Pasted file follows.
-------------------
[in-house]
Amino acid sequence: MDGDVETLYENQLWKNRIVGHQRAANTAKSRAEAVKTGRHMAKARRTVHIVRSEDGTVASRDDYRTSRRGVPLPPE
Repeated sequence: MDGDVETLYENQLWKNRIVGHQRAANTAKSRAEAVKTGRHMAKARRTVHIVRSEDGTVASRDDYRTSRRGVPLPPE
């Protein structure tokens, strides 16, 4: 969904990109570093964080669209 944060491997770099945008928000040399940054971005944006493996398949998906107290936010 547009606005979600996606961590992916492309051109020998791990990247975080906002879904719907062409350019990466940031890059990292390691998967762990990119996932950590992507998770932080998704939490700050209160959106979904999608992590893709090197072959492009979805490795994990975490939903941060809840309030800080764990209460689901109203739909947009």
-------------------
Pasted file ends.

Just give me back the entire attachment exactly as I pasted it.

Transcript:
[in-house]
Amino acid sequence: MDGDVETLYENQLWKNRIVGHQRAANTAKSRAEAVKTGRHMAKARRTVHIVRSEDGTVASRDDYRTSRRGVPLPPE
Repeated sequence: MDGDVETLYENQLWKNRIVGHQRAANTAKSRAEAVKTGRHMAKARRTVHIVRSEDGTVASRDDYRTSRRGVPLPPE
């Protein structure tokens, strides 16, 4: 969904990109570093964080669209 944060491997770099945008928000040399940054971005944006493996398949998906107290936010 547009606005979600996606961590992916492309051109020998791990990247975080906002879904719907062409350019990466940031890059990292390691998967762990990119996932950590992507998770932080998704939490700050209160959106979904999608992590893709090197072959492009979805490795994990975490939903941060809840309030800080764990209460689901109203739909947009």